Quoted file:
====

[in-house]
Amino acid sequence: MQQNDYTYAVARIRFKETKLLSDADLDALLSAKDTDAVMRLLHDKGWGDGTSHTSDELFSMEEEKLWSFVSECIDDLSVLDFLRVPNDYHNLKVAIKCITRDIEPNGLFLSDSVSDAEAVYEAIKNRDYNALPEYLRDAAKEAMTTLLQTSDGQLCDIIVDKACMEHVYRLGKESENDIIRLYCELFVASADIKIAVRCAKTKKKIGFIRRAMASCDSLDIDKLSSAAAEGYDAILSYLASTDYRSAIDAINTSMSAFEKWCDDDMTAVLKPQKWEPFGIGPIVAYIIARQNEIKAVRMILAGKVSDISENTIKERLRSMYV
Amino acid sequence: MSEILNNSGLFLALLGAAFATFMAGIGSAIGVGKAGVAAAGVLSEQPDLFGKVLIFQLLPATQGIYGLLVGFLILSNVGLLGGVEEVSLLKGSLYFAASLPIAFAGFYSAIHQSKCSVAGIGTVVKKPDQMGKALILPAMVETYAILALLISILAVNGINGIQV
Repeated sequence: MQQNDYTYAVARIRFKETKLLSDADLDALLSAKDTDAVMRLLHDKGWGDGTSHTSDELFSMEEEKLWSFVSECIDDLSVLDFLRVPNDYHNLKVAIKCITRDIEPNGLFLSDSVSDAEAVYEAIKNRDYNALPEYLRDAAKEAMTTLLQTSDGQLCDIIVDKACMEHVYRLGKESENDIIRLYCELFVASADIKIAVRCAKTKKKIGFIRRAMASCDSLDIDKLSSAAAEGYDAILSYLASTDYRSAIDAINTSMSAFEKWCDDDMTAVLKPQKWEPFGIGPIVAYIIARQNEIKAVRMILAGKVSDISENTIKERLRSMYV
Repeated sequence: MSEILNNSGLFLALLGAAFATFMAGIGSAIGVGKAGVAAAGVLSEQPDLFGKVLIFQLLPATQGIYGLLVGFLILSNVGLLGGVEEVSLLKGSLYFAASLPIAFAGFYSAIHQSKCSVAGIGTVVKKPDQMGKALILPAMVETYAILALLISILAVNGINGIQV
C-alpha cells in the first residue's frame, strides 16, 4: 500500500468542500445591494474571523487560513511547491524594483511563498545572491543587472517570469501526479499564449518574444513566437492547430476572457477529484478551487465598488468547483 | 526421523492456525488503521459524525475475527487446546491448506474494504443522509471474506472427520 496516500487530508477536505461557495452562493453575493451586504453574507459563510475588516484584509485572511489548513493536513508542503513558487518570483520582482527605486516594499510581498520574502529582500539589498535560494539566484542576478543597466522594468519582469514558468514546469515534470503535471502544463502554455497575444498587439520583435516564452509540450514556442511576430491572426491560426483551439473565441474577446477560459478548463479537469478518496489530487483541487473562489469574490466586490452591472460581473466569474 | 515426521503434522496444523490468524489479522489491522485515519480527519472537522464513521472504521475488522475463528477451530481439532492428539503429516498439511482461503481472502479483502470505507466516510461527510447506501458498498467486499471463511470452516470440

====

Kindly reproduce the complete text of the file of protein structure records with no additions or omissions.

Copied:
[in-house]
Amino acid sequence: MQQNDYTYAVARIRFKETKLLSDADLDALLSAKDTDAVMRLLHDKGWGDGTSHTSDELFSMEEEKLWSFVSECIDDLSVLDFLRVPNDYHNLKVAIKCITRDIEPNGLFLSDSVSDAEAVYEAIKNRDYNALPEYLRDAAKEAMTTLLQTSDGQLCDIIVDKACMEHVYRLGKESENDIIRLYCELFVASADIKIAVRCAKTKKKIGFIRRAMASCDSLDIDKLSSAAAEGYDAILSYLASTDYRSAIDAINTSMSAFEKWCDDDMTAVLKPQKWEPFGIGPIVAYIIARQNEIKAVRMILAGKVSDISENTIKERLRSMYV
Amino acid sequence: MSEILNNSGLFLALLGAAFATFMAGIGSAIGVGKAGVAAAGVLSEQPDLFGKVLIFQLLPATQGIYGLLVGFLILSNVGLLGGVEEVSLLKGSLYFAASLPIAFAGFYSAIHQSKCSVAGIGTVVKKPDQMGKALILPAMVETYAILALLISILAVNGINGIQV
Repeated sequence: MQQNDYTYAVARIRFKETKLLSDADLDALLSAKDTDAVMRLLHDKGWGDGTSHTSDELFSMEEEKLWSFVSECIDDLSVLDFLRVPNDYHNLKVAIKCITRDIEPNGLFLSDSVSDAEAVYEAIKNRDYNALPEYLRDAAKEAMTTLLQTSDGQLCDIIVDKACMEHVYRLGKESENDIIRLYCELFVASADIKIAVRCAKTKKKIGFIRRAMASCDSLDIDKLSSAAAEGYDAILSYLASTDYRSAIDAINTSMSAFEKWCDDDMTAVLKPQKWEPFGIGPIVAYIIARQNEIKAVRMILAGKVSDISENTIKERLRSMYV
Repeated sequence: MSEILNNSGLFLALLGAAFATFMAGIGSAIGVGKAGVAAAGVLSEQPDLFGKVLIFQLLPATQGIYGLLVGFLILSNVGLLGGVEEVSLLKGSLYFAASLPIAFAGFYSAIHQSKCSVAGIGTVVKKPDQMGKALILPAMVETYAILALLISILAVNGINGIQV
C-alpha cells in the first residue's frame, strides 16, 4: 500500500468542500445591494474571523487560513511547491524594483511563498545572491543587472517570469501526479499564449518574444513566437492547430476572457477529484478551487465598488468547483 | 526421523492456525488503521459524525475475527487446546491448506474494504443522509471474506472427520 496516500487530508477536505461557495452562493453575493451586504453574507459563510475588516484584509485572511489548513493536513508542503513558487518570483520582482527605486516594499510581498520574502529582500539589498535560494539566484542576478543597466522594468519582469514558468514546469515534470503535471502544463502554455497575444498587439520583435516564452509540450514556442511576430491572426491560426483551439473565441474577446477560459478548463479537469478518496489530487483541487473562489469574490466586490452591472460581473466569474 | 515426521503434522496444523490468524489479522489491522485515519480527519472537522464513521472504521475488522475463528477451530481439532492428539503429516498439511482461503481472502479483502470505507466516510461527510447506501458498498467486499471463511470452516470440